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Once the activation of the firmware completes for the primary fabric interconnect, it will reboot and kick you out of UCS Manager:

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As with the subordinate fabric interconnect, the state of the primary fabric interconnect will start with a red bracket indicating there are major faults then eventually cycle through the less critical faults and warnings:

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You’ll also notice that the fabric interconnect is still going through the update process after logging back into UCS Manager:

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The firmware activation will eventually complete and you’ll notice that your previously primary fabric interconnect is now the subordinate:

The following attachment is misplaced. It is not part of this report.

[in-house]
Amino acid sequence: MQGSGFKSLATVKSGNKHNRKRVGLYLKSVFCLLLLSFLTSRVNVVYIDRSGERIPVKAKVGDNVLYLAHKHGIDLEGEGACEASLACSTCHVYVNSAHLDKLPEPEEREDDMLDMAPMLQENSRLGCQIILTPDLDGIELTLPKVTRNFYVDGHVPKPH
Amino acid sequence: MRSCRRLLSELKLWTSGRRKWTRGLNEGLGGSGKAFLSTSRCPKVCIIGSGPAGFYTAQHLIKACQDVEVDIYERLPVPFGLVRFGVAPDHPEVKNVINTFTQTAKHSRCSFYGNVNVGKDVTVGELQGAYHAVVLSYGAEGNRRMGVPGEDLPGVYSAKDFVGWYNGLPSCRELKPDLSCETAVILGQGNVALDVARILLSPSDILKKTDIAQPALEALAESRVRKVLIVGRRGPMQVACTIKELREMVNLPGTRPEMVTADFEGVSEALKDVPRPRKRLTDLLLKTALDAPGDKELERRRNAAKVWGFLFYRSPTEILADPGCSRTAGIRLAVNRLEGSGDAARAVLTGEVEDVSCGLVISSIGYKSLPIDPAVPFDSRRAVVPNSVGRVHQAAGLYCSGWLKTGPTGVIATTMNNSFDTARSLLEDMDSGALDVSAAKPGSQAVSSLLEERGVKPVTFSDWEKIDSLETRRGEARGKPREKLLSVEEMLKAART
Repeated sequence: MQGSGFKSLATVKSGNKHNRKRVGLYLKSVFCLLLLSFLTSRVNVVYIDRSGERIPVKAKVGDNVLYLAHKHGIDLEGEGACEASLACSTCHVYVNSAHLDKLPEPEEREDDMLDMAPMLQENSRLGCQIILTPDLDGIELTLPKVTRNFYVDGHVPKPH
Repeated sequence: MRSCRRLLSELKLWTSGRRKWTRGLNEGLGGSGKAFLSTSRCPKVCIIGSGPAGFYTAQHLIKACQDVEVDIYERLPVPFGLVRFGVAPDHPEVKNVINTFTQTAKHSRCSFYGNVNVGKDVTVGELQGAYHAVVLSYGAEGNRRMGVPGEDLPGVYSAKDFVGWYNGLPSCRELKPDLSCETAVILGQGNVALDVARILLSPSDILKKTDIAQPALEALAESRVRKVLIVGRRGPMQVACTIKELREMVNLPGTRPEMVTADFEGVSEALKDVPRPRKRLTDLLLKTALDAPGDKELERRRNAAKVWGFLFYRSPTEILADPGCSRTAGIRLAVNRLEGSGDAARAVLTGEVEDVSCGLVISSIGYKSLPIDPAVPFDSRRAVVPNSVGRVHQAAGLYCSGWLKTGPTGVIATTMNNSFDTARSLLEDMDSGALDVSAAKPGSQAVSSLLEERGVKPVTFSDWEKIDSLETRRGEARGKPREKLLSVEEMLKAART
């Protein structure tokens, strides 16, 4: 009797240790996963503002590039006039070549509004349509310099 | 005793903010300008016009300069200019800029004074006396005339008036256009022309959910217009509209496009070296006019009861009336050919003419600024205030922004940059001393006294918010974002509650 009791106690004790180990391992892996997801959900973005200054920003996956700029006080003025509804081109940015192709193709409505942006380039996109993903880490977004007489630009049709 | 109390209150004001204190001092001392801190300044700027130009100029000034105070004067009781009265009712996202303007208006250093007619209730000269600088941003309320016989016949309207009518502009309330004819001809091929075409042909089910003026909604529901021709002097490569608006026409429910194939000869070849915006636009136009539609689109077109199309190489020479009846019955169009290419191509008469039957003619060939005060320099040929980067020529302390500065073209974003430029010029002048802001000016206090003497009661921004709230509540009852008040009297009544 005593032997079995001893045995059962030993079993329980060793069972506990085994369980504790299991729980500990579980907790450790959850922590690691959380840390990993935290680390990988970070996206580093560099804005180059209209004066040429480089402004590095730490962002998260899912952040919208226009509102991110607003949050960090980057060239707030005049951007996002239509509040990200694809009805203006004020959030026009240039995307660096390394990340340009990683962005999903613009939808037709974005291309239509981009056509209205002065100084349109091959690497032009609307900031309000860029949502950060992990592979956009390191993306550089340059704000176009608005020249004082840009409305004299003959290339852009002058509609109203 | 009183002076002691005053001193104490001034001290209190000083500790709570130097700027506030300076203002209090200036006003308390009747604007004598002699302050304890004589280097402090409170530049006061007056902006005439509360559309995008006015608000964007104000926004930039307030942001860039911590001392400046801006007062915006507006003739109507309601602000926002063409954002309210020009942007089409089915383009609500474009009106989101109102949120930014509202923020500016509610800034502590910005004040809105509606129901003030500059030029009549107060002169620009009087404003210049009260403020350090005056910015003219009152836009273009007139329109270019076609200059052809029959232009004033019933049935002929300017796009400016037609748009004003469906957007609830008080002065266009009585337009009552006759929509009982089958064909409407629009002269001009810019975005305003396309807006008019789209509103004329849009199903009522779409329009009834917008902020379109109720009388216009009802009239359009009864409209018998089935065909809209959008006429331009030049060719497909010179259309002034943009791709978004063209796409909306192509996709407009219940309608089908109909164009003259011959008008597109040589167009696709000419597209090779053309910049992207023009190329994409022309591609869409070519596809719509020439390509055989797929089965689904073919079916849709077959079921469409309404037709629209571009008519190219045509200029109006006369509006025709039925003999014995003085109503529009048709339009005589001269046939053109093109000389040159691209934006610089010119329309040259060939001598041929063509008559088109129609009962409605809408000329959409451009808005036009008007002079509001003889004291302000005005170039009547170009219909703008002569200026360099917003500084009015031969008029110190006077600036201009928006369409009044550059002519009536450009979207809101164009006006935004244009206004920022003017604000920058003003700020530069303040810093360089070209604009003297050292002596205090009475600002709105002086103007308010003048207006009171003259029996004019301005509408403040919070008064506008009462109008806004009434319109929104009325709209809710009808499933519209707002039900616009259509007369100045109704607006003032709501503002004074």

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Completing Interface Card’s “Pending-next-boot” status

The last task is to reboot your servers so that the firmware activation for the interface cards will complete:

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Note that even if you don’t have a service profile associated to the server and it’s powered off, you will still need to power cycle the server to complete the update process:

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The server will go through the regular boot cycle:

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… and when it completes, will have the interface card updated:

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If you’re dealing with a new deployment and nothing is currently ran on all of your blades, you can actually navigate to the Chassis tab –> Blade Servers tab, then highlight all the servers, right click and choose Reset:

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This will reset all of the servers to complete the update.

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This concludes the update process for Cisco UCS B Series Infrastructure.